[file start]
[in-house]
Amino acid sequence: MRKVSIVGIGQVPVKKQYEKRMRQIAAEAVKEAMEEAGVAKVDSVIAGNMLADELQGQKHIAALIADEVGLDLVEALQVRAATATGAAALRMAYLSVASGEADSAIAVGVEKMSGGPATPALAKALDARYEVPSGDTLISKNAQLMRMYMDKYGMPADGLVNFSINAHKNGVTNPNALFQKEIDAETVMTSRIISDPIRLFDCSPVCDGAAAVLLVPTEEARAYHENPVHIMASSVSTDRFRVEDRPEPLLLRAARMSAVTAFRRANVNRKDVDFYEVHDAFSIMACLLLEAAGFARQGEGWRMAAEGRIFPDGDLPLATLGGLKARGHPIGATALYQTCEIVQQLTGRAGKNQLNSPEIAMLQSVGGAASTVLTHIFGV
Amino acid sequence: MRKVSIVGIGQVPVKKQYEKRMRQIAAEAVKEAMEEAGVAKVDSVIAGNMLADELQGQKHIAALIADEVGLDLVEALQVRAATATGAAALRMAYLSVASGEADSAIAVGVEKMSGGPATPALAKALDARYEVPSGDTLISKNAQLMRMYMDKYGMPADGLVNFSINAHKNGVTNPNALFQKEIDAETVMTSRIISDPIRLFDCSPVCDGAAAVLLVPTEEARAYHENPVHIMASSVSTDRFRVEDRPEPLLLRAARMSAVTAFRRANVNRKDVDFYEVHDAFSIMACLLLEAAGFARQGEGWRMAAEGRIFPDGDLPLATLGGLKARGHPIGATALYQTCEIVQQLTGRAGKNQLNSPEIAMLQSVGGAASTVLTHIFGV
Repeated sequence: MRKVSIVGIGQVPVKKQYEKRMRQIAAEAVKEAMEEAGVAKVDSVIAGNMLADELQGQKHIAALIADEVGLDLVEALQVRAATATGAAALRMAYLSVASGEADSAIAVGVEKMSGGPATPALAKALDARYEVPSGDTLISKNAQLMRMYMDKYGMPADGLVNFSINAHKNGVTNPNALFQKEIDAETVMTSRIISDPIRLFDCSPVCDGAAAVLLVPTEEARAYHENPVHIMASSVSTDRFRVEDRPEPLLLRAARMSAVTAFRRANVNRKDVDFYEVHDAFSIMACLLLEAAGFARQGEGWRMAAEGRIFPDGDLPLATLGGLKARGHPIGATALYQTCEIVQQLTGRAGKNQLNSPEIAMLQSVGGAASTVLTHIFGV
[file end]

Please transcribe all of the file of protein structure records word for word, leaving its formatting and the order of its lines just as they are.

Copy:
[in-house]
Amino acid sequence: MRKVSIVGIGQVPVKKQYEKRMRQIAAEAVKEAMEEAGVAKVDSVIAGNMLADELQGQKHIAALIADEVGLDLVEALQVRAATATGAAALRMAYLSVASGEADSAIAVGVEKMSGGPATPALAKALDARYEVPSGDTLISKNAQLMRMYMDKYGMPADGLVNFSINAHKNGVTNPNALFQKEIDAETVMTSRIISDPIRLFDCSPVCDGAAAVLLVPTEEARAYHENPVHIMASSVSTDRFRVEDRPEPLLLRAARMSAVTAFRRANVNRKDVDFYEVHDAFSIMACLLLEAAGFARQGEGWRMAAEGRIFPDGDLPLATLGGLKARGHPIGATALYQTCEIVQQLTGRAGKNQLNSPEIAMLQSVGGAASTVLTHIFGV
Amino acid sequence: MRKVSIVGIGQVPVKKQYEKRMRQIAAEAVKEAMEEAGVAKVDSVIAGNMLADELQGQKHIAALIADEVGLDLVEALQVRAATATGAAALRMAYLSVASGEADSAIAVGVEKMSGGPATPALAKALDARYEVPSGDTLISKNAQLMRMYMDKYGMPADGLVNFSINAHKNGVTNPNALFQKEIDAETVMTSRIISDPIRLFDCSPVCDGAAAVLLVPTEEARAYHENPVHIMASSVSTDRFRVEDRPEPLLLRAARMSAVTAFRRANVNRKDVDFYEVHDAFSIMACLLLEAAGFARQGEGWRMAAEGRIFPDGDLPLATLGGLKARGHPIGATALYQTCEIVQQLTGRAGKNQLNSPEIAMLQSVGGAASTVLTHIFGV
Repeated sequence: MRKVSIVGIGQVPVKKQYEKRMRQIAAEAVKEAMEEAGVAKVDSVIAGNMLADELQGQKHIAALIADEVGLDLVEALQVRAATATGAAALRMAYLSVASGEADSAIAVGVEKMSGGPATPALAKALDARYEVPSGDTLISKNAQLMRMYMDKYGMPADGLVNFSINAHKNGVTNPNALFQKEIDAETVMTSRIISDPIRLFDCSPVCDGAAAVLLVPTEEARAYHENPVHIMASSVSTDRFRVEDRPEPLLLRAARMSAVTAFRRANVNRKDVDFYEVHDAFSIMACLLLEAAGFARQGEGWRMAAEGRIFPDGDLPLATLGGLKARGHPIGATALYQTCEIVQQLTGRAGKNQLNSPEIAMLQSVGGAASTVLTHIFGV